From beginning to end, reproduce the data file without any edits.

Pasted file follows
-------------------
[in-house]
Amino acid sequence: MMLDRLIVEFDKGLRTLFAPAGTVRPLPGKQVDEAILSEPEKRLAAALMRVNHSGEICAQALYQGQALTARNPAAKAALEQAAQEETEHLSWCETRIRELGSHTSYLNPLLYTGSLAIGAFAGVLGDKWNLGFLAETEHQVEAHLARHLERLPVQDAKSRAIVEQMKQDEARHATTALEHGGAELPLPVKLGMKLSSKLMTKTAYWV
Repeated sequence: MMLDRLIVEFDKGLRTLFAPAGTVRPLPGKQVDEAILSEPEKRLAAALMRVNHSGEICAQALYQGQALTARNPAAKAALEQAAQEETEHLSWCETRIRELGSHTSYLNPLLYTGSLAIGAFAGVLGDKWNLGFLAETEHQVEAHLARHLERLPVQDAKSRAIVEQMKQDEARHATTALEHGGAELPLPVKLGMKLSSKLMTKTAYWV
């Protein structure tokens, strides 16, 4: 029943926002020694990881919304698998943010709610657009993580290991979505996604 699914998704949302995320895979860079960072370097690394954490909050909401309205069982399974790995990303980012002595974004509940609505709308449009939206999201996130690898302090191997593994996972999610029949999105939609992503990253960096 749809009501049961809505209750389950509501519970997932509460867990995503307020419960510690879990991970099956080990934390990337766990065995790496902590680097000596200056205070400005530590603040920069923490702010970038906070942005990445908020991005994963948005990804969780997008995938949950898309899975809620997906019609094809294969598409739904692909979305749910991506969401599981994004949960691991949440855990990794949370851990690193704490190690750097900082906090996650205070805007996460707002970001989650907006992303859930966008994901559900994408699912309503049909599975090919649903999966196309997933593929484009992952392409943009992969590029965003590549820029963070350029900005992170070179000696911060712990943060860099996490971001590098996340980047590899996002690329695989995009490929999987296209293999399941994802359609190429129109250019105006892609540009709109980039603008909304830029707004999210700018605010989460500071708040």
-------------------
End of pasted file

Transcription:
[in-house]
Amino acid sequence: MMLDRLIVEFDKGLRTLFAPAGTVRPLPGKQVDEAILSEPEKRLAAALMRVNHSGEICAQALYQGQALTARNPAAKAALEQAAQEETEHLSWCETRIRELGSHTSYLNPLLYTGSLAIGAFAGVLGDKWNLGFLAETEHQVEAHLARHLERLPVQDAKSRAIVEQMKQDEARHATTALEHGGAELPLPVKLGMKLSSKLMTKTAYWV
Repeated sequence: MMLDRLIVEFDKGLRTLFAPAGTVRPLPGKQVDEAILSEPEKRLAAALMRVNHSGEICAQALYQGQALTARNPAAKAALEQAAQEETEHLSWCETRIRELGSHTSYLNPLLYTGSLAIGAFAGVLGDKWNLGFLAETEHQVEAHLARHLERLPVQDAKSRAIVEQMKQDEARHATTALEHGGAELPLPVKLGMKLSSKLMTKTAYWV
């Protein structure tokens, strides 16, 4: 029943926002020694990881919304698998943010709610657009993580290991979505996604 699914998704949302995320895979860079960072370097690394954490909050909401309205069982399974790995990303980012002595974004509940609505709308449009939206999201996130690898302090191997593994996972999610029949999105939609992503990253960096 749809009501049961809505209750389950509501519970997932509460867990995503307020419960510690879990991970099956080990934390990337766990065995790496902590680097000596200056205070400005530590603040920069923490702010970038906070942005990445908020991005994963948005990804969780997008995938949950898309899975809620997906019609094809294969598409739904692909979305749910991506969401599981994004949960691991949440855990990794949370851990690193704490190690750097900082906090996650205070805007996460707002970001989650907006992303859930966008994901559900994408699912309503049909599975090919649903999966196309997933593929484009992952392409943009992969590029965003590549820029963070350029900005992170070179000696911060712990943060860099996490971001590098996340980047590899996002690329695989995009490929999987296209293999399941994802359609190429129109250019105006892609540009709109980039603008909304830029707004999210700018605010989460500071708040």